CAIRO: The Egyptian army foiled a bid early yesterday to attack a Coptic church in the Rafah border town with Gaza as the minority Christian community began celebrating its Christmas, Mena news agency reported.
“Army units foiled an attack against the Rafah church at 1am and seized a car packed with explosives and weapons near the church,” the official news agency said.
Another car carrying masked men sped away as the patrols seized the explosives-packed Toyota vehicle, Mena said.
Egypt’s Coptic minority celebrated its first Christmas under Islamist rule. In September, residents and officials reported that several Coptic families from Rafah had fled from the Sinai peninsula town that borders the Gaza Strip after receiving death threats.
Egyptian security sources suggested, meanwhile, that the planned attack could have been aimed at a military camp under construction near the church which has been targeted in the past by militants.
They said the church has been lying abandoned for the past two years after it was torched in the aftermath of the countrywide uprising that toppled the regime of former president Hosni Mubarak in February 2011.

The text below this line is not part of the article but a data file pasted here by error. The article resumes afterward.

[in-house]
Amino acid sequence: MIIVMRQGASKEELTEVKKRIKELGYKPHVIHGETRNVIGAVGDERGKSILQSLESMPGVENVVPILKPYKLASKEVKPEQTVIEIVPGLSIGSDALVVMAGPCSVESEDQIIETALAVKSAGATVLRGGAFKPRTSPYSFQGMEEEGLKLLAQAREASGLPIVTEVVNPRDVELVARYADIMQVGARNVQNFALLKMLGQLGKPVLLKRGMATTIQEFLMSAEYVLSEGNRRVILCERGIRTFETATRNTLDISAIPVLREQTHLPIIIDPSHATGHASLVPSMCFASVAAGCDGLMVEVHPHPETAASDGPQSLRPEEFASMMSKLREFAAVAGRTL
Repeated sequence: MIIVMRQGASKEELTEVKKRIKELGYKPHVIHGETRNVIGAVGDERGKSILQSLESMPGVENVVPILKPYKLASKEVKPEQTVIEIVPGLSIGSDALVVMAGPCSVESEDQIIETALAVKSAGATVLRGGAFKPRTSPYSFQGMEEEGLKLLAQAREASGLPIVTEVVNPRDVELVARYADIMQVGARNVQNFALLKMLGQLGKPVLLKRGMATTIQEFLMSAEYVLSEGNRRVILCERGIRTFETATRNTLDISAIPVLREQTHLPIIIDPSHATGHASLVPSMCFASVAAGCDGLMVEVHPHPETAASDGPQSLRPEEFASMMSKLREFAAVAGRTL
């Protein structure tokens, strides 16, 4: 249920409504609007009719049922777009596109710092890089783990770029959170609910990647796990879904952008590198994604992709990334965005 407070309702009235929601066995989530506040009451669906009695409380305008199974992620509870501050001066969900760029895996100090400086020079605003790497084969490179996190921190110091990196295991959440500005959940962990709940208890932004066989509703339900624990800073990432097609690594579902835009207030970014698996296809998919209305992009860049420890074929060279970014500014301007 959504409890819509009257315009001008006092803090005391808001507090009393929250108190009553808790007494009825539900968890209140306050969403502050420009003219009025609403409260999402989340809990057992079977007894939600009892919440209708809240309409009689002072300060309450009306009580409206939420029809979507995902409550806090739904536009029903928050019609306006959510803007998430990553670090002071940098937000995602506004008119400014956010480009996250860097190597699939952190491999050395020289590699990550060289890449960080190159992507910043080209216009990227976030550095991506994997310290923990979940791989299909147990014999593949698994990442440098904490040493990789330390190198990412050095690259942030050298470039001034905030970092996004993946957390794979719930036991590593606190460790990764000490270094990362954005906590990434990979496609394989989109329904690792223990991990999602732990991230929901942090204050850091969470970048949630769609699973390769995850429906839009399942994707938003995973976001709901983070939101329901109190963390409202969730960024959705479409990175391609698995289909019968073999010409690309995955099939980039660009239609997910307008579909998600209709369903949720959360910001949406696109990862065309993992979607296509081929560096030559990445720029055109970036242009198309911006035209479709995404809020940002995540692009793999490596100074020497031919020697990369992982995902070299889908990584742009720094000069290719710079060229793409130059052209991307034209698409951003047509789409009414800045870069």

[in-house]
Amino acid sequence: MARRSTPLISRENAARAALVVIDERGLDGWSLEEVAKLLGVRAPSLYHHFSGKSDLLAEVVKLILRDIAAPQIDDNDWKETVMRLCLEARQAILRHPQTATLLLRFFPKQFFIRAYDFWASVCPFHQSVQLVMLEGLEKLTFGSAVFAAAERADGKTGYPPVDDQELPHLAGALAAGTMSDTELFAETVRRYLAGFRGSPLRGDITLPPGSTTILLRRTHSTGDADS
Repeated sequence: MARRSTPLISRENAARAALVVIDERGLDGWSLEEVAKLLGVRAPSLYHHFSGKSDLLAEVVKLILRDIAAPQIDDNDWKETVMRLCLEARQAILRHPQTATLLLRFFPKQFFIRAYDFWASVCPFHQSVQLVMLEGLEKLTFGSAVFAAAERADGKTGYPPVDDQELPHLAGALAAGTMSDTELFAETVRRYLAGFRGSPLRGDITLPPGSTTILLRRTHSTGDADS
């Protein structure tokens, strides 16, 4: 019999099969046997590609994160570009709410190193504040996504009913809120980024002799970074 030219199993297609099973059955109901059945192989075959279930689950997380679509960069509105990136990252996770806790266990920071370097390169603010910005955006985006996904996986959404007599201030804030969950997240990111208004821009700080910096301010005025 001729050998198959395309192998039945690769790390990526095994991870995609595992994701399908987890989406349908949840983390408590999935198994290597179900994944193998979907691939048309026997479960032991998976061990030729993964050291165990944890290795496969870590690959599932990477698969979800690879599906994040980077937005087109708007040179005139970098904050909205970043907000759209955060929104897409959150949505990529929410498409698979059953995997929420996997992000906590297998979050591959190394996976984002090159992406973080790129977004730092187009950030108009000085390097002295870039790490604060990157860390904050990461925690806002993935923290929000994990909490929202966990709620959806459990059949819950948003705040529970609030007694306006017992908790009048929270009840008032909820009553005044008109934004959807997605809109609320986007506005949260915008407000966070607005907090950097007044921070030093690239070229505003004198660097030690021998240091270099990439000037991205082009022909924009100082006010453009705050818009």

It was not immediately clear who was behind the planned attack but one security source said the perpetrators were “probably radicals whom security forces have been tracking for months.”
Egypt’s President Mohammed Mursi, who hails from the powerful Muslim Brotherhood, visited the Sinai peninsula in October to meet with and reassure Coptic families, telling them that “your security is our security”.
Egypt’s Copts, who make up six to 10 percent of the country’s population of 83 million, have regularly complained of discrimination and marginalisation and have also been the target of numerous sectarian attacks.
One of the worst incidents of violence occurred on January 1, 2011 when 23 people were killed in an attack on a Coptic church in the Mediterranean city of Alexandria.